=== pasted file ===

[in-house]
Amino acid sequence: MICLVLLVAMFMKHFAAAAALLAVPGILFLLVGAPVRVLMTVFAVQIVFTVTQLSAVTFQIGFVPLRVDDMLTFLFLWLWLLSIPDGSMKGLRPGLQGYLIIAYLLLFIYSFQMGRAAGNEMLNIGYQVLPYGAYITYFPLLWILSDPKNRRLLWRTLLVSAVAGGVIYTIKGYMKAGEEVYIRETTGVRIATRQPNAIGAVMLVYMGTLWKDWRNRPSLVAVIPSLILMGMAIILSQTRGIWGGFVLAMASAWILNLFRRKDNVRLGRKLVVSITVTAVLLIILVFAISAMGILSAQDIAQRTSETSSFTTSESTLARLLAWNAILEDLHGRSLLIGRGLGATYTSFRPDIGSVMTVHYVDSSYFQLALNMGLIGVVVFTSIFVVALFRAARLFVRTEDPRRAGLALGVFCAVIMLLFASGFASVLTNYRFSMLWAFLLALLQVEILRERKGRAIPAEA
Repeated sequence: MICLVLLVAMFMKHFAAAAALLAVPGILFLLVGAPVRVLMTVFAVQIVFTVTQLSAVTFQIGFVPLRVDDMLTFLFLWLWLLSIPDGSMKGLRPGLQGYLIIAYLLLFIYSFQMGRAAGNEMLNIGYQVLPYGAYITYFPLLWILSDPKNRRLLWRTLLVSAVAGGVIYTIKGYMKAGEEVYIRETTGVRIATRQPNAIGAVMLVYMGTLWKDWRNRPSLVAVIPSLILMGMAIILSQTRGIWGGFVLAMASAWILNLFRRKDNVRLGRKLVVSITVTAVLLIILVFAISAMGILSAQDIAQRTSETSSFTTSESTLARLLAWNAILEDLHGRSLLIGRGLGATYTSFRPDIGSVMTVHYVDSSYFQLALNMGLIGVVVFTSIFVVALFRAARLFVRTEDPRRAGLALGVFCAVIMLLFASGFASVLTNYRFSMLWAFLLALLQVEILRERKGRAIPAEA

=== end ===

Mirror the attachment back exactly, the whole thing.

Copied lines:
[in-house]
Amino acid sequence: MICLVLLVAMFMKHFAAAAALLAVPGILFLLVGAPVRVLMTVFAVQIVFTVTQLSAVTFQIGFVPLRVDDMLTFLFLWLWLLSIPDGSMKGLRPGLQGYLIIAYLLLFIYSFQMGRAAGNEMLNIGYQVLPYGAYITYFPLLWILSDPKNRRLLWRTLLVSAVAGGVIYTIKGYMKAGEEVYIRETTGVRIATRQPNAIGAVMLVYMGTLWKDWRNRPSLVAVIPSLILMGMAIILSQTRGIWGGFVLAMASAWILNLFRRKDNVRLGRKLVVSITVTAVLLIILVFAISAMGILSAQDIAQRTSETSSFTTSESTLARLLAWNAILEDLHGRSLLIGRGLGATYTSFRPDIGSVMTVHYVDSSYFQLALNMGLIGVVVFTSIFVVALFRAARLFVRTEDPRRAGLALGVFCAVIMLLFASGFASVLTNYRFSMLWAFLLALLQVEILRERKGRAIPAEA
Repeated sequence: MICLVLLVAMFMKHFAAAAALLAVPGILFLLVGAPVRVLMTVFAVQIVFTVTQLSAVTFQIGFVPLRVDDMLTFLFLWLWLLSIPDGSMKGLRPGLQGYLIIAYLLLFIYSFQMGRAAGNEMLNIGYQVLPYGAYITYFPLLWILSDPKNRRLLWRTLLVSAVAGGVIYTIKGYMKAGEEVYIRETTGVRIATRQPNAIGAVMLVYMGTLWKDWRNRPSLVAVIPSLILMGMAIILSQTRGIWGGFVLAMASAWILNLFRRKDNVRLGRKLVVSITVTAVLLIILVFAISAMGILSAQDIAQRTSETSSFTTSESTLARLLAWNAILEDLHGRSLLIGRGLGATYTSFRPDIGSVMTVHYVDSSYFQLALNMGLIGVVVFTSIFVVALFRAARLFVRTEDPRRAGLALGVFCAVIMLLFASGFASVLTNYRFSMLWAFLLALLQVEILRERKGRAIPAEA